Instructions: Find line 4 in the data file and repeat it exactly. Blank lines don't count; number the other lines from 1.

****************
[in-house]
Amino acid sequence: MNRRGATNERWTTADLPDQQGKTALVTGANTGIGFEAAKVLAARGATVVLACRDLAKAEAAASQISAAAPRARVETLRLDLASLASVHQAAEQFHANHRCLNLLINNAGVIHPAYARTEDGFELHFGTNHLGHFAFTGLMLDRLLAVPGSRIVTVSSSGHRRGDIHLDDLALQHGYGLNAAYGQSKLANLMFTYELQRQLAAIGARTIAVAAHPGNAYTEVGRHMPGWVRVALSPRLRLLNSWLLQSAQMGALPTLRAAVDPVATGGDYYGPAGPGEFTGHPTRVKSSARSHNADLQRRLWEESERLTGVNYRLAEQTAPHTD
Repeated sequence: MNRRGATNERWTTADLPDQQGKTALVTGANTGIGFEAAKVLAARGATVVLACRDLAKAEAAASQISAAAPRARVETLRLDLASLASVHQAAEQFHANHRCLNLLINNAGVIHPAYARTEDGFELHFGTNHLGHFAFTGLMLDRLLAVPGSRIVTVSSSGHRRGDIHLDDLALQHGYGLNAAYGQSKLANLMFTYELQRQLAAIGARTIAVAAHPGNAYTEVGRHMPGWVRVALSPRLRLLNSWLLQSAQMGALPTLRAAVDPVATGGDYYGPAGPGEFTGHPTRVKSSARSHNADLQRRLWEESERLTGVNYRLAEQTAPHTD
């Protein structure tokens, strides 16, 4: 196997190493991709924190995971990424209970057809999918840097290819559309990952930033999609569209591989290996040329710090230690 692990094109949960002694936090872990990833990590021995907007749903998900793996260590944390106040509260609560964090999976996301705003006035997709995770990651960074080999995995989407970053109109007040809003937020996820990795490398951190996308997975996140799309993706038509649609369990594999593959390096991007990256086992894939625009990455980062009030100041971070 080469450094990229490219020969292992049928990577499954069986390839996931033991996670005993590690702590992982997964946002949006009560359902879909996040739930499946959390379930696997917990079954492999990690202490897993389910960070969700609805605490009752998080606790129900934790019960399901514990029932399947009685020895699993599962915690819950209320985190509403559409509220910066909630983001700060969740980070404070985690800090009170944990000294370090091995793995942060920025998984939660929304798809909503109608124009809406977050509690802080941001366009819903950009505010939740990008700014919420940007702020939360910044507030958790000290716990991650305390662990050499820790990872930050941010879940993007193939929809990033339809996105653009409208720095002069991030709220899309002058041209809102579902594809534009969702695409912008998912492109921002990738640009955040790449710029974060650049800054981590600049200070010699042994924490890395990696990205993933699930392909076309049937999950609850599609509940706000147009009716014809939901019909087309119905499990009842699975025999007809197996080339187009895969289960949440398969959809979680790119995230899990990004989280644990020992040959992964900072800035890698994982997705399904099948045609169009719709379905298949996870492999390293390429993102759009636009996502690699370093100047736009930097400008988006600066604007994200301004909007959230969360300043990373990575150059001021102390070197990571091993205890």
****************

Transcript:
């Protein structure tokens, strides 16, 4: 196997190493991709924190995971990424209970057809999918840097290819559309990952930033999609569209591989290996040329710090230690 692990094109949960002694936090872990990833990590021995907007749903998900793996260590944390106040509260609560964090999976996301705003006035997709995770990651960074080999995995989407970053109109007040809003937020996820990795490398951190996308997975996140799309993706038509649609369990594999593959390096991007990256086992894939625009990455980062009030100041971070 080469450094990229490219020969292992049928990577499954069986390839996931033991996670005993590690702590992982997964946002949006009560359902879909996040739930499946959390379930696997917990079954492999990690202490897993389910960070969700609805605490009752998080606790129900934790019960399901514990029932399947009685020895699993599962915690819950209320985190509403559409509220910066909630983001700060969740980070404070985690800090009170944990000294370090091995793995942060920025998984939660929304798809909503109608124009809406977050509690802080941001366009819903950009505010939740990008700014919420940007702020939360910044507030958790000290716990991650305390662990050499820790990872930050941010879940993007193939929809990033339809996105653009409208720095002069991030709220899309002058041209809102579902594809534009969702695409912008998912492109921002990738640009955040790449710029974060650049800054981590600049200070010699042994924490890395990696990205993933699930392909076309049937999950609850599609509940706000147009009716014809939901019909087309119905499990009842699975025999007809197996080339187009895969289960949440398969959809979680790119995230899990990004989280644990020992040959992964900072800035890698994982997705399904099948045609169009719709379905298949996870492999390293390429993102759009636009996502690699370093100047736009930097400008988006600066604007994200301004909007959230969360300043990373990575150059001021102390070197990571091993205890």